In qualitative interviews with 12 Black families (6 families with at least one member living with HIV, 6 families with unknown or negative status) about their self-protective health behaviors, it became apparent that it is equally important to study the intentions of Black people; otherwise, it is easy to overlook the strengths. The dominant narrative then becomes that Black is synonymous with risk, disease, poverty, and other challenging social determinants of health, which fails to fully capture the work Black people are doing to be and stay in good health. The other lesson was that health promotion can be the evidence of equity or lack thereof.

Examples of Opportunities to Better Understand the Health Equity Journey

  • Consciousness to Support Awareness: Physical and mental wellness were important to these families, something to leverage when introducing new health consciousness. Educators and health support roles have been a valuable asset in Black families and help to advance or deepen the consciousness of a health threat or benefit in Black families. Discernment is the term that often came up to describe the skill of having an internal knowing of truth, so it may be helpful to explore cultural aspects of the use of discernment in Black communities. 
  • Literacy to Interpret: These Black families appeared to have a strong sense of collective agency around understanding complex health information via online resources and unpacking complex health information with knowledgeable family members. Literacy is interpreting text and deciding the value of a health information as something that can potentially work for or against best interest. The value of perceived benefit is determined by the analysis and comparison to one’s hierarchy of needs and is ranked on a spectrum of urgency.   
  • Efficacy to Implement: The Black families in my research helped me to better understand the role of influential and non-influential characteristics that work more naturally within Black families and Black communities for health efficacy. In addition, the high value for social relationships, family, and close connections to act on a sense of responsibility to protect young people from health threats that they may not know was also evidence of efficacy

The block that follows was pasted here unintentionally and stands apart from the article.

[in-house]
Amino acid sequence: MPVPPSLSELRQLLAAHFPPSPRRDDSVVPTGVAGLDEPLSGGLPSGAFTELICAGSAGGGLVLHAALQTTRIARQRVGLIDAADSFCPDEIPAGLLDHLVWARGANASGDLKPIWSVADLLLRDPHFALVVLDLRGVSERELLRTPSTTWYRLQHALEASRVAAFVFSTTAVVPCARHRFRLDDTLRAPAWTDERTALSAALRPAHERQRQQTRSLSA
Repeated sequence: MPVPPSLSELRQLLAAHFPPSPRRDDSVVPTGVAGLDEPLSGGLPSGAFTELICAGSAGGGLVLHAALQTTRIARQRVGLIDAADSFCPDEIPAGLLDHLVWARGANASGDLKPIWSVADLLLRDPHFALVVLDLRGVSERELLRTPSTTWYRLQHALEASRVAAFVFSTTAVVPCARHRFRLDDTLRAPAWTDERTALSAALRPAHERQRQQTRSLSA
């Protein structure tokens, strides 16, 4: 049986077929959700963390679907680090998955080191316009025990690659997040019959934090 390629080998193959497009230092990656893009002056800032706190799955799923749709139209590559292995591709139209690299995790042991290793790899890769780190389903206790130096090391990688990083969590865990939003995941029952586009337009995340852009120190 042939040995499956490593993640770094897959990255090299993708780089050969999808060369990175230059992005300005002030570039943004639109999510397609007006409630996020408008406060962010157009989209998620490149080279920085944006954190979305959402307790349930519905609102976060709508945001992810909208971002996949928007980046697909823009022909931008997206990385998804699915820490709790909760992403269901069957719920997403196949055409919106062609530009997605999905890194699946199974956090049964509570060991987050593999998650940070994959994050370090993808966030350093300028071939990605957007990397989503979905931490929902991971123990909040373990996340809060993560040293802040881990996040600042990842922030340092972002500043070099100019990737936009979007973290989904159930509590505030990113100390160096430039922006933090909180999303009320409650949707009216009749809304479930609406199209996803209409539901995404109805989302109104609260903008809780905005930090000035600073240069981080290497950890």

• Promotion to Share: These Black families believed in sharing and promoting health information and personal experiences. I learned that, for some, information might be received and respected when coming from family who are generational peers.
  • Understanding What Trust Looks Like Among Black Families: Continued understanding of the historical relationship between Black communities in America and medical mistrust & distrust to more specifically understand how it may impact Black health promotion is an opportunity worth investing in.

Equity-Structures that Create Pathways to Access in Alignment with Need

As we gear up for Health Literacy month, let us remember that literacy is a skill and health literacy seems to be a growing privilege excluding those who would benefit the most from access. Health equity is about the existence and the utilization of pathways and opportunities for all people to have access to tools that will help maximize health benefits. To do so, we must also create new narratives that all communities deserve to see the strength in themselves, not just the challenges. 

The journey to health equity is filled with opportunities to more concretely understand, demonstrate, and evaluate protective health strategies, which leads to the understanding that most families strive for wellness and avoid threats. Let’s celebrate the strengths in each other and build the bridge of equity by honoring the journey of health literacy.


Michael Everett (He/Him They/Them) is the Chief of People & Culture at ETR. A proud father, Michael holds a master’s in human services and doctorate in education and has served in various capacities from consultant to a Senior Research Associate within ETR, and is currently invested in successfully supporting an agency culture that promotes wellness/wholeness, facilitates empowerment, and allows our staff to leave our organization better than they came in all the ways that we can professionally. Michael can be reached at Michael.Everett@etr.org.